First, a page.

A victory of sorts has been gained for the UA student body thanks to the efforts of student leaders from multiple campuses and the willingness of the UA Board of Regents (BOR) to consider students’ concerns.
The BOR has decided not to raise lower-division course tuition for the 2011-2012 academic school year with all members in favor and none opposed. The decision on whether or not to increase all level courses for the 2012-2013 school year has been postponed until the regents’ next meeting set for November at the UAA campus.
The previously approved 5-percent increase for 100-200 level courses and the 10-percent increase for 300-400 level course will remain in place. These increases will take affect at the beginning of the fall 2011 semester.
There was a plethora of issues discussed prior to deciding on a postponement of finalizing the 2012-2013 tuition increase. Regent Bob Martin stated that the board did not have the resources to work out all the moving parts of the dilemma at its current meeting.
“This basket of all the moving parts needs to be sent back to the president, let him and his resources sort this out, come to us with something that is logical and reasonable that we can sit down and sink our teeth into at our next meeting,” Martin said. “I suggest that that could be the wisest course of various options that we’re facing now.”
The current policy allows the BOR to push current proposals back to the president and have him come back with altered proposals at the next meeting.
Regent Kirk Wickersham was the first to announce a motion to reaffirm the 2011-2012 school year tuition structure already in place with Regent Carl Marrs immediately seconding the motion. The tuition structure would have remained the same even if the board had decided not to vote, but they felt that reaffirming the motion would be a clear communication to the students.
A big piece of the discussion on the 2011-2012 tuition rate was the need to address a continuing concern that UA’s lower division rates compared to other universities outside the state are relatively high, stated Regent Cynthia Henry.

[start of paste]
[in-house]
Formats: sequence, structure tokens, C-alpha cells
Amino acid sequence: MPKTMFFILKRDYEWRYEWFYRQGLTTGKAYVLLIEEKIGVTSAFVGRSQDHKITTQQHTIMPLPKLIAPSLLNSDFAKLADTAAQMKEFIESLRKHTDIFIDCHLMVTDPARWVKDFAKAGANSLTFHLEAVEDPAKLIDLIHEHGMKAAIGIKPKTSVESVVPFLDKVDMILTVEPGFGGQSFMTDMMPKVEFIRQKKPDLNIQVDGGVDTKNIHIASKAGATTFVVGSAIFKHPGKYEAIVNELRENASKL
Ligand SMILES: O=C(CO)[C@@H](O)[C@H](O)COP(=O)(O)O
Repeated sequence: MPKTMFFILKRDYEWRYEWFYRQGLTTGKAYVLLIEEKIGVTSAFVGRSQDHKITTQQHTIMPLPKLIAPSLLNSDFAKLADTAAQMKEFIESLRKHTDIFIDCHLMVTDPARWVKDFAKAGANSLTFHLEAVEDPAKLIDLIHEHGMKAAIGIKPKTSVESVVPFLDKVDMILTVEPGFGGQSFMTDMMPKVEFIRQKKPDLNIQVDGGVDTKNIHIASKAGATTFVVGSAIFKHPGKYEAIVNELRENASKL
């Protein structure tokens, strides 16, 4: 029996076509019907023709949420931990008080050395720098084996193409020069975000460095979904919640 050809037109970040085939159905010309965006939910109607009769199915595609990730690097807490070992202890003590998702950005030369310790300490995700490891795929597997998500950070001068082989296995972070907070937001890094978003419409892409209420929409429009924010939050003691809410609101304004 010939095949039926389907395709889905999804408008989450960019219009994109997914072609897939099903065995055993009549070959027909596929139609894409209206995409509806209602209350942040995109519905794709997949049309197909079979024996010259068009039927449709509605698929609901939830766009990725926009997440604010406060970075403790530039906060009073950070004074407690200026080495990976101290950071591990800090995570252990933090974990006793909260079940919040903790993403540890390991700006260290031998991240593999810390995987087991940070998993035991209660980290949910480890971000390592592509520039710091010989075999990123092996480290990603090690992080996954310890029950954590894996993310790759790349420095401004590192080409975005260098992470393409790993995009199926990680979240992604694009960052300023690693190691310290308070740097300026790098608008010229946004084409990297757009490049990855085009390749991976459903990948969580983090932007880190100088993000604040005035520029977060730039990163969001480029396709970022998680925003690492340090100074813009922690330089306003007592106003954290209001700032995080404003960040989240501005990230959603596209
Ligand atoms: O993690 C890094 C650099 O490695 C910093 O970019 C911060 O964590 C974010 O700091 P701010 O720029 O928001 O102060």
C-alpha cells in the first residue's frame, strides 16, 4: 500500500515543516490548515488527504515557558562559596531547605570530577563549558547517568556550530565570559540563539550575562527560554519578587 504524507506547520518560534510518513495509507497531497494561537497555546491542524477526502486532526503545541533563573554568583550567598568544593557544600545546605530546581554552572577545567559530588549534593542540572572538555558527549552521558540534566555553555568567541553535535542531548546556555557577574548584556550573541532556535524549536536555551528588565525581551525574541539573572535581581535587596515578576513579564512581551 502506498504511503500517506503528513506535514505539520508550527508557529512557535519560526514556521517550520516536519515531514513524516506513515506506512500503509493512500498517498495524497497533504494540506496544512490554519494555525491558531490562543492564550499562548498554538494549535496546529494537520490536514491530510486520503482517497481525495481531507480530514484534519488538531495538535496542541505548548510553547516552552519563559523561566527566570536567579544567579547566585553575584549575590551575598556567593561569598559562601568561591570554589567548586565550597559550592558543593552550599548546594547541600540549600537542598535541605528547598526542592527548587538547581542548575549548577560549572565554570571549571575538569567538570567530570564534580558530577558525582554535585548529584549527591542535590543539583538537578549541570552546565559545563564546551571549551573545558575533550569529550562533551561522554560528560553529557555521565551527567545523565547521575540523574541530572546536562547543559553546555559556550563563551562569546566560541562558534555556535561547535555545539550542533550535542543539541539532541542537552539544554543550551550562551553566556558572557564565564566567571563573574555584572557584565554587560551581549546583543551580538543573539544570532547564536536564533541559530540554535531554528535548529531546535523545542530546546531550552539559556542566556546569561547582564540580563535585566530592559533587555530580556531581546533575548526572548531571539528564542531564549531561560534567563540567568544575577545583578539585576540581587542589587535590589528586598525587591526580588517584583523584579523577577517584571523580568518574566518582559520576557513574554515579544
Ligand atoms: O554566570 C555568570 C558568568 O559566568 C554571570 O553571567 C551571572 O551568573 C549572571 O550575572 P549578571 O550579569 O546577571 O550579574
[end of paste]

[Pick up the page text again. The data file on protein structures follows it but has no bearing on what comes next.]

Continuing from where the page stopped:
“Our four-year tuition is low by comparison to other state institutions, but when we compare our lower divisions to community colleges around the country we are on the high end,” Henry said. “In my years on the board we have tried to find a way to address that and we finally did. That will bake, that will stay in (the policy) unless the next board changes (the 5-percent differential in place).”
Associated Students of UAF President Nicole Carvajal was very excited about the board’s decision concerning the 2011-2012 school year and feels they made the right descion.
“I am more confident that when we come back to the table and discuss the academic year 2013 tuition I think we will get a reasonable solution for everyone,” Carvajal said.”(The postponement) makes sense. I can understand wanting to know exactly what they are getting into and getting an exact number is something that will be great.”
The clear signal from the state legislature that they plan to start providing less of the university’s budget, problems with access to higher education for students and the impact that tuition increases would have on students are among the set of challenges the BOR faces, stated Dr. Michael Driscoll, provost of academic affairs.
“ I think it was a rational idea to look further at what the impacts are, to involve students who have done a great job in analyzing the situation… we don’t have a lot of time to due that, however, and we’ll need to do that quickly,” Driscoll said.
Coalition of Student Leaders President Peter Finn is looking forward to further discussion regarding the 2012-2013 school year tuition structure. He feels that the students got want they wanted for the 2011-2012 school year and that obtaining their goal for the next academic year’s tuition is possible.